Partitions - again (dual boot, /home on separate hard disk)

Hi there,

I was totally overwhelmed by the installer again. I don't install any Linux on a regular basis and partitioning depends on BIOS/UEFI, installed hard disks and much more...

So the installer described the partitions in a strange way, I had to open Gparted beside it to understand which operating system can access which partition on which drive. And where the heck my /home is - that shouldn't be overwritten, of course.

Now I found /dev/sdb (250GB SSD) to be my "old" Zorin drive.
sdb1 is now /boot with 500 MB.
sdb2 is now efi with 200 MB.
sdb3 is now / (root) with about 180 GB.
What I don't know for sure, because the Zorin help isn't any help in this case and different sources say different things: Is that space for /boot and efi enough?

I understand that Zorin is meant for absolute beginners, that I am not anymore. But my mainboard is the first UEFI one and everything changed with it, together with SSD hard disks that shouldn't hibernate any more (what would mean writing the whole RAM to them every time hibernation is executed), so there's also no swap any more...

I would be very fond of a professional giving some updated hints on which partitions a new Zorin install has to have (and maybe which additional ones would make sense) on a UEFI system and which sizes they should have.



the information you provided you is a bit scattered and hard to understand.

your boot files, EFI partition, and the root partition should be on the same hard drive. the EFI partition and the root partition are typically separate partitions on that drive. you have the option to have different partitions for /home and /boot, or you can choose to have them in the same partition.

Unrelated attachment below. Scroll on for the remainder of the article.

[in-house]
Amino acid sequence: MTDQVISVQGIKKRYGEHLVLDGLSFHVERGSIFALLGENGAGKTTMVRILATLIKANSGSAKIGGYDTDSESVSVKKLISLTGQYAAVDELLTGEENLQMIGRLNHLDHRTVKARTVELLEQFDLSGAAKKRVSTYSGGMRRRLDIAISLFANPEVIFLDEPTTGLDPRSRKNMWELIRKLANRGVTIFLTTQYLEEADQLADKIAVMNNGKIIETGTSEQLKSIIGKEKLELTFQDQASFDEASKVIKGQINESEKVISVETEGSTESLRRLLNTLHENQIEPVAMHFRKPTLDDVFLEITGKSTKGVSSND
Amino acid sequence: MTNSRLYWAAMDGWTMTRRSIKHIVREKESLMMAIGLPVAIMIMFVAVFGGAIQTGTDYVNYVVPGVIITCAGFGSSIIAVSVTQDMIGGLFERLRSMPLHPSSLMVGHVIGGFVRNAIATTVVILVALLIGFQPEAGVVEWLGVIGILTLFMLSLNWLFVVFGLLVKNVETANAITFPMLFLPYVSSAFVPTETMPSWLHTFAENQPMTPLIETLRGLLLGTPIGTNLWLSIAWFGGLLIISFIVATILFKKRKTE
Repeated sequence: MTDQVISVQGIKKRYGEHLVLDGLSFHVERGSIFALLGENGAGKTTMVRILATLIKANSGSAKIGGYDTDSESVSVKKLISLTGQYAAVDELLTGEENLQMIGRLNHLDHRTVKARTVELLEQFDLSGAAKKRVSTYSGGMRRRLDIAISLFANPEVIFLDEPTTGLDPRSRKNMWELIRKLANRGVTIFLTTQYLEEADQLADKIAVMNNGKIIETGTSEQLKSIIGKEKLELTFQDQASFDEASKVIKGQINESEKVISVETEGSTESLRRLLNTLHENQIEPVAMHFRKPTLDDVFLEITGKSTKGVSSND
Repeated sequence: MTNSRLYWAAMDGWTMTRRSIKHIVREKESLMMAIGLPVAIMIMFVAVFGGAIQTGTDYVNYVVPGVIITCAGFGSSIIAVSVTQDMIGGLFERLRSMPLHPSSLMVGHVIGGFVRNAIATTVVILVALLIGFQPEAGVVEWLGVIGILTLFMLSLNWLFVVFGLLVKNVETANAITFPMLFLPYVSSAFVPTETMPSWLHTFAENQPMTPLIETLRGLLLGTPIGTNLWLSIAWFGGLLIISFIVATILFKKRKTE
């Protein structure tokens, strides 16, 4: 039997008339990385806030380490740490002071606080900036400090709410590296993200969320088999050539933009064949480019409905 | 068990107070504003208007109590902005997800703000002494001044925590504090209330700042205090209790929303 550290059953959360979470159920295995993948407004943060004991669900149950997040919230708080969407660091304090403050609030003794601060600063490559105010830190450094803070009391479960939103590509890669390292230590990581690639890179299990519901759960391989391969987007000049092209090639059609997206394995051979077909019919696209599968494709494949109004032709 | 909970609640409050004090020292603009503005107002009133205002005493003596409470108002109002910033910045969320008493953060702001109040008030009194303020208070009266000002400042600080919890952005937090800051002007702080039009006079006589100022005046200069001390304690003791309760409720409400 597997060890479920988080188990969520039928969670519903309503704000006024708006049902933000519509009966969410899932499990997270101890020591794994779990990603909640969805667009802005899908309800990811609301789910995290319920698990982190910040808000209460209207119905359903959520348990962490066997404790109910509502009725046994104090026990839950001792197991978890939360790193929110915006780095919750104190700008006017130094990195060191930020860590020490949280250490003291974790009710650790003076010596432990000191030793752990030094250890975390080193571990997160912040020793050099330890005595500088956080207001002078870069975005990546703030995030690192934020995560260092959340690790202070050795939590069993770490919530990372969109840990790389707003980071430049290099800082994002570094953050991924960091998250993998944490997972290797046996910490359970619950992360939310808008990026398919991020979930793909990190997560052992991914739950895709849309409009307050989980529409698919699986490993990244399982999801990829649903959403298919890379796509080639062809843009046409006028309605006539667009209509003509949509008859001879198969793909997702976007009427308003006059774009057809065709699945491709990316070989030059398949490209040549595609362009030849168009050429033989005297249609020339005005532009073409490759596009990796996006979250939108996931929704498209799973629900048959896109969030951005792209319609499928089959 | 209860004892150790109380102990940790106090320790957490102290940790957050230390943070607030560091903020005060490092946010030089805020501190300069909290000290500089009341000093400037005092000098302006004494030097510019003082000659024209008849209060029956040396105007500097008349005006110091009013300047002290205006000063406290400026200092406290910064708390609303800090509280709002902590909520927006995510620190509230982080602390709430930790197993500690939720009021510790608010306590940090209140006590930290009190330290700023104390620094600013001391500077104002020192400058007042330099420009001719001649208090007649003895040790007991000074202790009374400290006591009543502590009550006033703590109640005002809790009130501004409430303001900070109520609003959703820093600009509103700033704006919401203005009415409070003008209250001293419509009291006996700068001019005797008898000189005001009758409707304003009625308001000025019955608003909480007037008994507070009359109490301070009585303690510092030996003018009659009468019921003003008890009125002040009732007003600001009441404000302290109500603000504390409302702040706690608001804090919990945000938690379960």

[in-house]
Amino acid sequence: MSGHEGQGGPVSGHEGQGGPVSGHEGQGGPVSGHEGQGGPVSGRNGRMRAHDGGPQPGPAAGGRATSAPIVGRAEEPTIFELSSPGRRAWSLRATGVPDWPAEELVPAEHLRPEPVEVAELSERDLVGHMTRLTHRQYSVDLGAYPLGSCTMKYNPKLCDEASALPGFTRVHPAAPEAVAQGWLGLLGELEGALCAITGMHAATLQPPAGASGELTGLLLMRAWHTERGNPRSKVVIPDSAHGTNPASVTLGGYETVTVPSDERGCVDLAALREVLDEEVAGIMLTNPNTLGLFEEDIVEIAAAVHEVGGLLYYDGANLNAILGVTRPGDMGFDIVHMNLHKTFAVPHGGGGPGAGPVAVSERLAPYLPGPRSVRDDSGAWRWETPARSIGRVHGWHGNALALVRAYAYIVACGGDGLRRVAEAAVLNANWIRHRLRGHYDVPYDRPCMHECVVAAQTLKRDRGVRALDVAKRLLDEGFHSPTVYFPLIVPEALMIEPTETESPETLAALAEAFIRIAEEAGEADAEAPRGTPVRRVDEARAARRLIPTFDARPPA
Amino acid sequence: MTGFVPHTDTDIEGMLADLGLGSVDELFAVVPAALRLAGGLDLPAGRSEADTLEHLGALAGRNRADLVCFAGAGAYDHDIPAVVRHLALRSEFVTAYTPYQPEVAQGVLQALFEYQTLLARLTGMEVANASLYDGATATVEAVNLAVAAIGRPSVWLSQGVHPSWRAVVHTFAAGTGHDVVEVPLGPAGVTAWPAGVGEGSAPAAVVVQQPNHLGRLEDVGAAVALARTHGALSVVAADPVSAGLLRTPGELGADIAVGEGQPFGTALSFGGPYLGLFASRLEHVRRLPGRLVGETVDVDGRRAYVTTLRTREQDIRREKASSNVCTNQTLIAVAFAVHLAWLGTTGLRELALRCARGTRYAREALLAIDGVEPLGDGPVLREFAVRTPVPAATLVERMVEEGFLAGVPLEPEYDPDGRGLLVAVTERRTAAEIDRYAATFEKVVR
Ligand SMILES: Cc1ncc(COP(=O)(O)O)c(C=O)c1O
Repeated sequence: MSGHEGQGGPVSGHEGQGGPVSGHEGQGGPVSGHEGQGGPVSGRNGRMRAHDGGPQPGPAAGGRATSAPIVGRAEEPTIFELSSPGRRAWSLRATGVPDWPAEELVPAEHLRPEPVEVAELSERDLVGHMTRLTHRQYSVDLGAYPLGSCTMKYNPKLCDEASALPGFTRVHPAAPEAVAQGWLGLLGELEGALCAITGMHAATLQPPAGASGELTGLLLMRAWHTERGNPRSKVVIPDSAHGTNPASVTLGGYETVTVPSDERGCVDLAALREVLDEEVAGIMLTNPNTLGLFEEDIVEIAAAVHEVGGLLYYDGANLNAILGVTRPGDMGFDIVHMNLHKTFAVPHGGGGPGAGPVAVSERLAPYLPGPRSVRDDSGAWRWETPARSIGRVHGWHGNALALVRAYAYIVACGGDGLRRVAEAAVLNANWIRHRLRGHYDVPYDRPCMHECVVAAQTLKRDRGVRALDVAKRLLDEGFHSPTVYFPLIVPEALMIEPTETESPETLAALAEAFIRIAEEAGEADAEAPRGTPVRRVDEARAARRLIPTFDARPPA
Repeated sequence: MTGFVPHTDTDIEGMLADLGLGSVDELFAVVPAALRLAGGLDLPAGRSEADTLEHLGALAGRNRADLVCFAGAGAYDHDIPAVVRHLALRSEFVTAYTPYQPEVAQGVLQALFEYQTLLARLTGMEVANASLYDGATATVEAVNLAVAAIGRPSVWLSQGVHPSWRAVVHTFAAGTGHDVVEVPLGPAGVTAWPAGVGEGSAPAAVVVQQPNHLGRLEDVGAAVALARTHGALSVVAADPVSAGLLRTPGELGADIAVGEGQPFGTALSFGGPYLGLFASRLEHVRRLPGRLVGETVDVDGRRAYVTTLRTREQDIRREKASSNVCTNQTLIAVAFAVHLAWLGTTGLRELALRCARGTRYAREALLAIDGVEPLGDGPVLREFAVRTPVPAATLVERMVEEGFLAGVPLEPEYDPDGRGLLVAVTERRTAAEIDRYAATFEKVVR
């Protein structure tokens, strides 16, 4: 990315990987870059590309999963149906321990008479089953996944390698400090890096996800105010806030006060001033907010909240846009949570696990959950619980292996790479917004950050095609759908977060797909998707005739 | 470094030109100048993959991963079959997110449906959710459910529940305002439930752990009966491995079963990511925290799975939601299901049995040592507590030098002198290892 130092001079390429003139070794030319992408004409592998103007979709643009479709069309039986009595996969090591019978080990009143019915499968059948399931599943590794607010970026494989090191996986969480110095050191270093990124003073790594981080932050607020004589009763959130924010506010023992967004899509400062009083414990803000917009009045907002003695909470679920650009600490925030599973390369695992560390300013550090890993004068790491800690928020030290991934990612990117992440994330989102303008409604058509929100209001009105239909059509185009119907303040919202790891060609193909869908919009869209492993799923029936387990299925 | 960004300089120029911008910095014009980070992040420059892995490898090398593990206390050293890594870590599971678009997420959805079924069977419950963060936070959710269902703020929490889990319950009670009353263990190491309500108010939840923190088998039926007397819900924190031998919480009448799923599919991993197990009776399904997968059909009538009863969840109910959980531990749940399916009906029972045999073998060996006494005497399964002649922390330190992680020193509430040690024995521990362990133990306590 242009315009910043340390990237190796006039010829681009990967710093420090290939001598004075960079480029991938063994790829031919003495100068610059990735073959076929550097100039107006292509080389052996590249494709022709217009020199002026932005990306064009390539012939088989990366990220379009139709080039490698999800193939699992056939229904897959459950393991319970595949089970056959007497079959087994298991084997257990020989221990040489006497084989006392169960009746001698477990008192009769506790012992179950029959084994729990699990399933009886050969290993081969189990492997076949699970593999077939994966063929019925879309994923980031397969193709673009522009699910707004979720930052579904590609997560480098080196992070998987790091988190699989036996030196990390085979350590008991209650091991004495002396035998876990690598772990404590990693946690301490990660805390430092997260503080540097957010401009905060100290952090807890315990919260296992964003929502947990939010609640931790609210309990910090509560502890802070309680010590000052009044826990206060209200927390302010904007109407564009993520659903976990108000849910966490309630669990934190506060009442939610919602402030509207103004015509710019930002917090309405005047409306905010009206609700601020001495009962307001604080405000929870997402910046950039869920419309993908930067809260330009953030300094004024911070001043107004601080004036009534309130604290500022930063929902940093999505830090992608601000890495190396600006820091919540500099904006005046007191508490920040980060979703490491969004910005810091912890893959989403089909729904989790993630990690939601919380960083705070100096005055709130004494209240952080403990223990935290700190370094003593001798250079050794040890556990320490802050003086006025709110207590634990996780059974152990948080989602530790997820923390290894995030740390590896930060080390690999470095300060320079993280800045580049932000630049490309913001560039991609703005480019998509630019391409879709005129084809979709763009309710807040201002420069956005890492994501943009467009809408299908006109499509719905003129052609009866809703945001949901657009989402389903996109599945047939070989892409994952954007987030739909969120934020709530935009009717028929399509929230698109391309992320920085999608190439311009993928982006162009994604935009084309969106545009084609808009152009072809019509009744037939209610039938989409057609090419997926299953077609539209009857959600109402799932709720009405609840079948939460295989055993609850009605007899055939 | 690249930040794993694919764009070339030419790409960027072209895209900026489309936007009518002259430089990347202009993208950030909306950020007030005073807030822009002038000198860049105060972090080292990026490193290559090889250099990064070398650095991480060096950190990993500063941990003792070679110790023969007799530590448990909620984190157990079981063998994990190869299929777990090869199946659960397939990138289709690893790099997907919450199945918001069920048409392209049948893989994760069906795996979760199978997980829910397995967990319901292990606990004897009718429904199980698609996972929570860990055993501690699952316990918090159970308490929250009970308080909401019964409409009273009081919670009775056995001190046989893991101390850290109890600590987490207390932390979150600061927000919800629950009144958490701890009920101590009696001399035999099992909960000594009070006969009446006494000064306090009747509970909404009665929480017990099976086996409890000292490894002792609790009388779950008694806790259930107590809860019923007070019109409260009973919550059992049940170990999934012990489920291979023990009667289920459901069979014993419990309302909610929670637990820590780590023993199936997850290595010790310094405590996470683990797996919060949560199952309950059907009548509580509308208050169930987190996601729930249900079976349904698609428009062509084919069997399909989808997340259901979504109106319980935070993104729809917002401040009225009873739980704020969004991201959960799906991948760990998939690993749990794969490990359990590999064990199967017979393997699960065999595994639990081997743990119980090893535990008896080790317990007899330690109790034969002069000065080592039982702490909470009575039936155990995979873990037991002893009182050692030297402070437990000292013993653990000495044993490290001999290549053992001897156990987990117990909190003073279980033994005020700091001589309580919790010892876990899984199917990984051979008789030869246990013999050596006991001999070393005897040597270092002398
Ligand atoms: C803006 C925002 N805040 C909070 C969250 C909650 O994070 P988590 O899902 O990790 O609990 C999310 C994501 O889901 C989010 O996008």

for /boot 500MB is enough
for /efi 250MB
for /home, it depends on your personal needs, the home directory stores user data for example your downloads, personal files. you can even have it as low as 50GB if you plan to not store much of your personal data on your hard drive.

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First off, I have never used /boot with one exception which involved a work machine, eeepc netbook which had an SSD of 10 Gb hard split into 4 Gb and 6 Gb. Normally EFI (sometimes labelled ESP) should be 512 Mb. '/' root file system; I used to recommend 50 Gb but after an issue of it getting filled quickly when using Feren OS I now recommend 80 Gb as a minimum. Where any installation has /home partition on same drive as '/' I recommend placing it in an extended partition, with swap area, double the amount of what physical RAM is present but this only applies to traditional HDDs, swap is not needed for SSDs. Ext4 is best used for SSD, it will not shorten the life of the drive.
sdb indicates it is the second drive in your system. sda will be your primary drive. If you press the drop-down arrow in GParted next to the drive indicating the drive being viewed you will see other drive names listed.

Good article on /boot here:

and issues on EFI here:

Might help explain why it's using /boot/efi - as the system may be a BIOS / Legacy boot device, which EFI would not be used; it is used, just differently. My mums older Dell laptop is like that, but still uses EFI - just not a separate partition due to BIOS / Legacy boot.

What machine are you using (specs)? Also what year was it produced, that will definitely help pin-down what boot type is being utilized.